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Situation:  First room of a high level dungeon.  The PCs enter chamber I designed as a way of eliminating some of those pesky, super powerful magic items the characters were hauling around using to zap all of my powerful bad guys.  The chamber contains a portal to another plane and was built by the Githyanki, who are also the bad guys in this scenario.  The portal is powered by magic items.  The more magic items it drains the longer the portal stays open.  Suspicious, the characters stand outside the room and detect for traps using a variety of spells and devices. I rule there are none.  The characters enter the room and the portal starts draining their magic items.  The characters lose a significant number of their precious magic items.  

Once the PCs figure out what happened they begin to howl in protest.  They claim this was clearly a trap and that their trap detection devices and spells should have been given a chance to work.  I reply that this room was a portal, not a trap, and not designed by the Githyanki to be a trap.  They reply that the Githyanki are highly intelligent and evil and would be very well aware of the potential traplike effects of this room and probably designed it to be multi-purpose (a trap and a portal).  They further argue that the positioning of this chamber, the first room in the dungeon,clearly indicates it was intended as a kind of trap, even if it was also a portal back to their world. 

What do people think, should I have allowed the PCs a chance to detect a trap? Or is this fair game?

For me this really depends on whether or not the portal serves any purpose other than siphoning off the magical items your party had accumulated and how you wrote the Githyanki as powering this item.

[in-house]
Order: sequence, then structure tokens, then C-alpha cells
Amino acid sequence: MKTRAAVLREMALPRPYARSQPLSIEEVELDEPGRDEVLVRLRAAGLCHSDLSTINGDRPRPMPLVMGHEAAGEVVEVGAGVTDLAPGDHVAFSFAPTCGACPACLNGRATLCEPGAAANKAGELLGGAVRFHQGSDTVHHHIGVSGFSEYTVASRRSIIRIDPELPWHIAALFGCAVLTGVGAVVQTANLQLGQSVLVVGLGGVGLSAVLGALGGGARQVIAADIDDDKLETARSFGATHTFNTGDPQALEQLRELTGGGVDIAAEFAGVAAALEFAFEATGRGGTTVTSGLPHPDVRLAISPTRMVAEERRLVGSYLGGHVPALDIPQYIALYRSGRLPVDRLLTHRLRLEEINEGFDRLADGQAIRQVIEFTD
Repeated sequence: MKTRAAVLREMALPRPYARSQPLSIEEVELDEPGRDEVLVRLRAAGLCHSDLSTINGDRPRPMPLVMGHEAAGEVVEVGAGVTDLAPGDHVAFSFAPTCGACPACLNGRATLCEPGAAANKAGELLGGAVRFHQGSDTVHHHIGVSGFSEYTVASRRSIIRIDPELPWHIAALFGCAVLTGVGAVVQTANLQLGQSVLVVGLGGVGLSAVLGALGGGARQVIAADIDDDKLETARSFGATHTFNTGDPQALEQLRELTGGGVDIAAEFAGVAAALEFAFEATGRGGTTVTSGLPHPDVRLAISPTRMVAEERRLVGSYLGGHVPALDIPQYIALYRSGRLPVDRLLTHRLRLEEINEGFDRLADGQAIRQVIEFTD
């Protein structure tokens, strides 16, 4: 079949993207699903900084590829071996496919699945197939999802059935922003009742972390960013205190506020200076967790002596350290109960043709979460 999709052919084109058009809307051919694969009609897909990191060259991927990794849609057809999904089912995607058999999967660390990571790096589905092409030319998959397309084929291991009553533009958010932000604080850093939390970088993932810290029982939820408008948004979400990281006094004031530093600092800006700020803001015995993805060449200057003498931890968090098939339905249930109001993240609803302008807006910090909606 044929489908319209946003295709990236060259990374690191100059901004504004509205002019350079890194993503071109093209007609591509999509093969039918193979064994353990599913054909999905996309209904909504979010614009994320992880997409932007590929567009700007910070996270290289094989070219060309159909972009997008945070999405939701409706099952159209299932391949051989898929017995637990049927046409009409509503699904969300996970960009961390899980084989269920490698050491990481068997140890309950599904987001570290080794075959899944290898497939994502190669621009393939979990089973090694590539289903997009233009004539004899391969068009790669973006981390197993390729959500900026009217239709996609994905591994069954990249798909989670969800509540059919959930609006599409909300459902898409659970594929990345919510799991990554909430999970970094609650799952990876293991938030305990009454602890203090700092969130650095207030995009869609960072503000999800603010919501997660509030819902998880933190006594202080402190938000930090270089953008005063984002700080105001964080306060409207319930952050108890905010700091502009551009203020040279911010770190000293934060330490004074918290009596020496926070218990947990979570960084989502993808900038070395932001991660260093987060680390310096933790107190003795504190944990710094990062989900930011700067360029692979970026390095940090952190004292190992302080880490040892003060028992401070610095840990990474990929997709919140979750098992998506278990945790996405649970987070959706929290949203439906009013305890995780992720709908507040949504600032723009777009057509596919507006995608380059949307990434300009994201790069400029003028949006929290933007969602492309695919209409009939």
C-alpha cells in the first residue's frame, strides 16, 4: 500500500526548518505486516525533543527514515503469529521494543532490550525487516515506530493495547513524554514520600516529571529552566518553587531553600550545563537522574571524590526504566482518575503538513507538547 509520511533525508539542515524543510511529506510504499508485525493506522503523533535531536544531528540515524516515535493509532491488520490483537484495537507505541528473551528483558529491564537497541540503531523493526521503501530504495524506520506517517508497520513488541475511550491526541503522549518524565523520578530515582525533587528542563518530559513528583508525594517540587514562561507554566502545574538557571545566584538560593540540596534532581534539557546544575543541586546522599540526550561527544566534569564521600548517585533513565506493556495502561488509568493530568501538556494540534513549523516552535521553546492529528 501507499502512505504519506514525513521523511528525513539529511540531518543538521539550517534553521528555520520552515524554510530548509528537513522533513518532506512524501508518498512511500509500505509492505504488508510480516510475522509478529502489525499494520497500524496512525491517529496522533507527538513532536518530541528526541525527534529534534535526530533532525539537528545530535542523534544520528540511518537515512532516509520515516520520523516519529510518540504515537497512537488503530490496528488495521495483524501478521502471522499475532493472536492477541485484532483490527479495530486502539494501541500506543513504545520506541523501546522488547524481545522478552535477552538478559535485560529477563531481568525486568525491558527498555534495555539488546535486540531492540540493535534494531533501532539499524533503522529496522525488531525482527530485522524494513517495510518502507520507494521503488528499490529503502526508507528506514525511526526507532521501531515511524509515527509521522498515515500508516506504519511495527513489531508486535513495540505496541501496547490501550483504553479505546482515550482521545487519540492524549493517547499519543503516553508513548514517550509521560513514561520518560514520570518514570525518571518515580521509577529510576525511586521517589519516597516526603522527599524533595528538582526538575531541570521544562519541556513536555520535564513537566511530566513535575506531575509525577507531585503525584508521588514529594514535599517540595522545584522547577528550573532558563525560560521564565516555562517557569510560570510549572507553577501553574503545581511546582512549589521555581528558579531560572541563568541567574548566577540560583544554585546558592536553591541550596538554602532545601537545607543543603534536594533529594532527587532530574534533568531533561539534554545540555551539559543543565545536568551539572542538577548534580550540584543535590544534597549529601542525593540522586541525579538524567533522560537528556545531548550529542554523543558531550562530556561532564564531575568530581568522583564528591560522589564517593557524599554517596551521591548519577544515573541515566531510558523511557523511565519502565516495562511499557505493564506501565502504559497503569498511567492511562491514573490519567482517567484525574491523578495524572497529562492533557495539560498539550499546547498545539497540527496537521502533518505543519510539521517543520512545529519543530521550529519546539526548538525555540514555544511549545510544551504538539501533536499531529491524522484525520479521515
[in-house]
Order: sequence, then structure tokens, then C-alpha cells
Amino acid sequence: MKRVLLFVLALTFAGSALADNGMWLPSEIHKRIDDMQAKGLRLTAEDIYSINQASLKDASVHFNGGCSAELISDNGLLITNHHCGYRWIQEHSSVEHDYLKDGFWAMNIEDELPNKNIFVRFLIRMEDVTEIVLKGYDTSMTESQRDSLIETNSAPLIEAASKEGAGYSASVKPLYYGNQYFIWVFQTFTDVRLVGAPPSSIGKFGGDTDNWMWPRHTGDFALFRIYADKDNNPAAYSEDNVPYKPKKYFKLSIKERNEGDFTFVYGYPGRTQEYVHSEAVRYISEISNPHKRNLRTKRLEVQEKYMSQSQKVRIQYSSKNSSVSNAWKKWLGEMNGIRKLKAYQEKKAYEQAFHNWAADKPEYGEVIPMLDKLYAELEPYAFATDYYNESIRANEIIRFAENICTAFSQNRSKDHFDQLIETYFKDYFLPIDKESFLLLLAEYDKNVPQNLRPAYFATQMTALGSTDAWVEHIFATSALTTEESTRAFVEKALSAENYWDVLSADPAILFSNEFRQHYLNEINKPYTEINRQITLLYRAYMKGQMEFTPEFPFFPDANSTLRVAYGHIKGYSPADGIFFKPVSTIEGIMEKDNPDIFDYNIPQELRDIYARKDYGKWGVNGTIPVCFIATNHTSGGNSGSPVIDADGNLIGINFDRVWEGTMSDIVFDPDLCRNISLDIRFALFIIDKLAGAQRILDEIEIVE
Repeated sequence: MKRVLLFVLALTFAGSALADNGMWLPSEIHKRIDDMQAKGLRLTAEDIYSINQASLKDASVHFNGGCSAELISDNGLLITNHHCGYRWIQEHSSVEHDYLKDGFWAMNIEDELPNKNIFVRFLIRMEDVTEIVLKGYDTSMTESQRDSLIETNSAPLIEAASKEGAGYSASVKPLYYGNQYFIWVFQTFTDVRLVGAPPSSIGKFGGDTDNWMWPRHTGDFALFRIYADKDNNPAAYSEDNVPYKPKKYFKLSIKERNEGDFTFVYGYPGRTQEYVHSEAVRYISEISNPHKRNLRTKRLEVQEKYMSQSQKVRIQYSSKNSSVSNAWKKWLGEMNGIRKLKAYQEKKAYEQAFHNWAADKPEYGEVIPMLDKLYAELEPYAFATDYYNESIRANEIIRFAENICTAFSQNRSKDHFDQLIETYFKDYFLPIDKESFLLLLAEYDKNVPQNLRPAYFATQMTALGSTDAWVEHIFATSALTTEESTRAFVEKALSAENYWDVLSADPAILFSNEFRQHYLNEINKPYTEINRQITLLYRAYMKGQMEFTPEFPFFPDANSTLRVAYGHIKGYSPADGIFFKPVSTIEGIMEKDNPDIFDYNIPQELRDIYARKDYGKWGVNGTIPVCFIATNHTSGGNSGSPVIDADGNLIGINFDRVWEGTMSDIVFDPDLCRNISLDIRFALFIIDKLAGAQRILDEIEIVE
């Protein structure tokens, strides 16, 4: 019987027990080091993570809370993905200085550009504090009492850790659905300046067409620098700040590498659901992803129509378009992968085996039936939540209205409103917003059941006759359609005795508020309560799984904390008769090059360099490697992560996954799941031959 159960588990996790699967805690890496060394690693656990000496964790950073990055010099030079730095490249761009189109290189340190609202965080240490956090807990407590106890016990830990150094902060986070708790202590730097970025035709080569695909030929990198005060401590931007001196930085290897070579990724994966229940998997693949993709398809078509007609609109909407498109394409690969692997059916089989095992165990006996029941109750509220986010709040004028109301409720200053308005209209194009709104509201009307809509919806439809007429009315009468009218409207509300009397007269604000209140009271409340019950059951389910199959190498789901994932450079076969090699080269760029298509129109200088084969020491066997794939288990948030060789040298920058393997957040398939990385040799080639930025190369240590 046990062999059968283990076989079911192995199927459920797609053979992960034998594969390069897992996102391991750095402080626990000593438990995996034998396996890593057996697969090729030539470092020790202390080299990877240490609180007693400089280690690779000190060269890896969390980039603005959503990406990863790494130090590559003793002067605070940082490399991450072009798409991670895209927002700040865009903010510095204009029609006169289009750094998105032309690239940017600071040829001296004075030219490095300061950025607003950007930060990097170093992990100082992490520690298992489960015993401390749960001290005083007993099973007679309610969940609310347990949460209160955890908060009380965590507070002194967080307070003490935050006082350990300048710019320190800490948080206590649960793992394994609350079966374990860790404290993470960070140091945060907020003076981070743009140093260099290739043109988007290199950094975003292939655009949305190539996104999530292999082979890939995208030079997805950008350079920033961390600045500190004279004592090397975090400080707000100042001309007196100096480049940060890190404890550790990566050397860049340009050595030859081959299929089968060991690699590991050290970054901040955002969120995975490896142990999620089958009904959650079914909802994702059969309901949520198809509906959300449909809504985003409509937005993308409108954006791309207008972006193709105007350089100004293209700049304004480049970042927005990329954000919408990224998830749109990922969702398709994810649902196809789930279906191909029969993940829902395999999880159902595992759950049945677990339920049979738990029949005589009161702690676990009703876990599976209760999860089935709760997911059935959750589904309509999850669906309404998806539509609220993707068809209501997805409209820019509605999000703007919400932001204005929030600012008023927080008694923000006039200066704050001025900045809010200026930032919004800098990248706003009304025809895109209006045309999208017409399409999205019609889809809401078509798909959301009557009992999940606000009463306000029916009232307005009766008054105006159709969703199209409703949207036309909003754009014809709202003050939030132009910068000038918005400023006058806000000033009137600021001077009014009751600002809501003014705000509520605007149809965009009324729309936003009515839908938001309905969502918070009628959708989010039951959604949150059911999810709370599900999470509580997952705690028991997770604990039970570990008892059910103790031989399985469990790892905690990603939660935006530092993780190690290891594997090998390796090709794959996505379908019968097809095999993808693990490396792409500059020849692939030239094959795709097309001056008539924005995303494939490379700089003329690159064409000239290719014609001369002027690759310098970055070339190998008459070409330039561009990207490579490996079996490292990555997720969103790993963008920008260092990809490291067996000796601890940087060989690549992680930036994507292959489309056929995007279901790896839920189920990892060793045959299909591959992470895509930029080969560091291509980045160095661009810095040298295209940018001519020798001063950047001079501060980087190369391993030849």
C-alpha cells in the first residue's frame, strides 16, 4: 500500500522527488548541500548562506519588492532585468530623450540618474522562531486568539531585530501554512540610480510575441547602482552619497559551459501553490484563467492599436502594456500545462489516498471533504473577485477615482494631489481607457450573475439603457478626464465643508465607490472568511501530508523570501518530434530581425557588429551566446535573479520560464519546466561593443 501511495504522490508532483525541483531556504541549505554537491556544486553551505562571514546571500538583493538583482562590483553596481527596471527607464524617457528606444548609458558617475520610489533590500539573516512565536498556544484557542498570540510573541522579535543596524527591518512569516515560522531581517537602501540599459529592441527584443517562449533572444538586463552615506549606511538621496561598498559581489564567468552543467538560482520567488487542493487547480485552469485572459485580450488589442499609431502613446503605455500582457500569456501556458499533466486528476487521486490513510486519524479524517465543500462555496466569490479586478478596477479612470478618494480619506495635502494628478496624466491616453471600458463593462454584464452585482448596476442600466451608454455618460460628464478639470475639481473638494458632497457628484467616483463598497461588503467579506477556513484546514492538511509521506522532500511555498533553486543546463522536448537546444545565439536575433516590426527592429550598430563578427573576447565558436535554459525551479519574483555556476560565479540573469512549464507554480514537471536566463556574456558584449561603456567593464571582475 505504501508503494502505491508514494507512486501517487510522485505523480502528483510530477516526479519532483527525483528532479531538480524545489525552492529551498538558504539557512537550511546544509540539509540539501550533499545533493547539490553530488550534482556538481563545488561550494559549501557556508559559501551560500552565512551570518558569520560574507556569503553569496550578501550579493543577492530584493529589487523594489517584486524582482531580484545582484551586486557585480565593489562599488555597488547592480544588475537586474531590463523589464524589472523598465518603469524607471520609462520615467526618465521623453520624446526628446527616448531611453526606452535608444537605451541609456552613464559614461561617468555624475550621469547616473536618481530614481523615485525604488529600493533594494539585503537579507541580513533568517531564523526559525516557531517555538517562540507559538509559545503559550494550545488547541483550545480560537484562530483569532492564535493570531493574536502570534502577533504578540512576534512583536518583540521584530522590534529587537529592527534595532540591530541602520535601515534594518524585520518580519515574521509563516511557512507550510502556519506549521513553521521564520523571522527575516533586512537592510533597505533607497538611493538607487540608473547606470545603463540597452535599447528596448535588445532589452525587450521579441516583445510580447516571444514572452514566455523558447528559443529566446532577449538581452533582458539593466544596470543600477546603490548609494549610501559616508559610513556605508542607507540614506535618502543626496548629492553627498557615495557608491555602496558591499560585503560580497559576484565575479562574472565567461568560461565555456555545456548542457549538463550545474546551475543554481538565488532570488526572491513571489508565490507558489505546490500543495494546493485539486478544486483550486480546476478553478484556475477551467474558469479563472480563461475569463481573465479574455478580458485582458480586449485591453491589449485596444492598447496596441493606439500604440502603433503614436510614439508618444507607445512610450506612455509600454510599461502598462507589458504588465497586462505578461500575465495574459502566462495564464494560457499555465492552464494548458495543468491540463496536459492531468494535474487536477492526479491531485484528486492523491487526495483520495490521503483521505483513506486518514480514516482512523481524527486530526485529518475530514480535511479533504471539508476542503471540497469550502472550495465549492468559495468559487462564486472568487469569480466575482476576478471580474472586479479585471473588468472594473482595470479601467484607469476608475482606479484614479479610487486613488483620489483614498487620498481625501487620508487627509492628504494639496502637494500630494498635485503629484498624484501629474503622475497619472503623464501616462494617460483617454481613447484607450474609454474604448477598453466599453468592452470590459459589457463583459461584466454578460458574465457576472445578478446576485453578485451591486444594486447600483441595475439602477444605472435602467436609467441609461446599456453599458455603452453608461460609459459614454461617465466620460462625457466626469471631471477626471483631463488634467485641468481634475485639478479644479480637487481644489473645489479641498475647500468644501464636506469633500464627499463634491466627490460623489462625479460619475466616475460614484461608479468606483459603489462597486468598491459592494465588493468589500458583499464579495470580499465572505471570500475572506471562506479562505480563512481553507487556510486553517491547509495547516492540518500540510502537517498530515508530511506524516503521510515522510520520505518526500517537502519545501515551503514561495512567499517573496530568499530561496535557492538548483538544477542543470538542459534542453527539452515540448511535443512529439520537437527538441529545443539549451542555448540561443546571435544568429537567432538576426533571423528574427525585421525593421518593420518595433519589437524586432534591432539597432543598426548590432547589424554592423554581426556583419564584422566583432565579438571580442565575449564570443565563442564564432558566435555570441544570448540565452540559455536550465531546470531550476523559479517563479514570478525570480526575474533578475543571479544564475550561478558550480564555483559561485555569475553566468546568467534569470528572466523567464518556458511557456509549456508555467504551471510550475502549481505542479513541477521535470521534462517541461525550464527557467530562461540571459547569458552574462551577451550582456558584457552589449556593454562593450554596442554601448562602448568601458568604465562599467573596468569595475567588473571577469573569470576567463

1*. If the sole purpose of this portal is that your player's items lose magical powers then it is clearly a trap. However, if they could travel through the portal and engage in some story on the other side then this is fair game if and only if,

2. The Githyanki must have a means of powering this portal other than devaluing their own magic items. If the Githyanki carry around arcana infused stones, rings, medallions, or other such items in order to power their portal home then this is a fair use of the portal. However, if you either didn't write an activation mechanism into the game or relied on the magic items pillaged by the Githyanki to power their return transport then, again, this is a trap.

*My reading of your description is such that the portal is not the intended direction of travel for your party, but rather something that ought to be bypassed quickly. If this is not the case and the portal was indeed the only other way out of the room then you are more justified in destroying their items, but only so far as to move your actions into an ambiguous grey area.
Your definition of a trap is : This device does not try and kill you.

The player definition of a trap is : This device will eff with us in some way.


You clearly created a device whose sole purpose was to directly destroy the effectiveness of your player characters regardless of how well your player characters tried to avoid it. 

If this were a 2nd edition game I would say "Bravo, well done, sir!"

If this is 4th, that's just rude, man...

To put this into some kind of real world analogy, it's like the repo guys from that tv show with all the fat repo people showed up at your house and started taking your stuff, with no actual (read: you didn't pay your bills) reason.  Then proceeded to berate you for having so much stuff.  Also, one of them is dating your mother.  I'm not sure how that part of the analogy fits, but it does.